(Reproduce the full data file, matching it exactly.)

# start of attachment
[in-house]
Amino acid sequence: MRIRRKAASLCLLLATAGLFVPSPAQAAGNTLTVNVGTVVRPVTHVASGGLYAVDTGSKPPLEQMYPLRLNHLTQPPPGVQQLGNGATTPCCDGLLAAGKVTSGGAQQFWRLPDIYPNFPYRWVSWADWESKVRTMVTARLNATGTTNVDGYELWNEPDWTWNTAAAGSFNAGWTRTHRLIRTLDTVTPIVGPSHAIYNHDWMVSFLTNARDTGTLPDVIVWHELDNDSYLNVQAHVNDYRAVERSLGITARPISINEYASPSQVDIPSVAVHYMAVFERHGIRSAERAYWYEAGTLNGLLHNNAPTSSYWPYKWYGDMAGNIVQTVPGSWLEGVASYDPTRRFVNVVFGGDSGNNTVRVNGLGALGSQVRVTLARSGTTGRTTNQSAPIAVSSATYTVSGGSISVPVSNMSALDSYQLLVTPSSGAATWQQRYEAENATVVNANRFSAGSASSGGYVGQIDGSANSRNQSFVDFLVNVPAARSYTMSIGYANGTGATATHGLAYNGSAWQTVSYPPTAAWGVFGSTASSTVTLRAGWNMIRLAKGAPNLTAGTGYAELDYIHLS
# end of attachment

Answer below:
[in-house]
Amino acid sequence: MRIRRKAASLCLLLATAGLFVPSPAQAAGNTLTVNVGTVVRPVTHVASGGLYAVDTGSKPPLEQMYPLRLNHLTQPPPGVQQLGNGATTPCCDGLLAAGKVTSGGAQQFWRLPDIYPNFPYRWVSWADWESKVRTMVTARLNATGTTNVDGYELWNEPDWTWNTAAAGSFNAGWTRTHRLIRTLDTVTPIVGPSHAIYNHDWMVSFLTNARDTGTLPDVIVWHELDNDSYLNVQAHVNDYRAVERSLGITARPISINEYASPSQVDIPSVAVHYMAVFERHGIRSAERAYWYEAGTLNGLLHNNAPTSSYWPYKWYGDMAGNIVQTVPGSWLEGVASYDPTRRFVNVVFGGDSGNNTVRVNGLGALGSQVRVTLARSGTTGRTTNQSAPIAVSSATYTVSGGSISVPVSNMSALDSYQLLVTPSSGAATWQQRYEAENATVVNANRFSAGSASSGGYVGQIDGSANSRNQSFVDFLVNVPAARSYTMSIGYANGTGATATHGLAYNGSAWQTVSYPPTAAWGVFGSTASSTVTLRAGWNMIRLAKGAPNLTAGTGYAELDYIHLS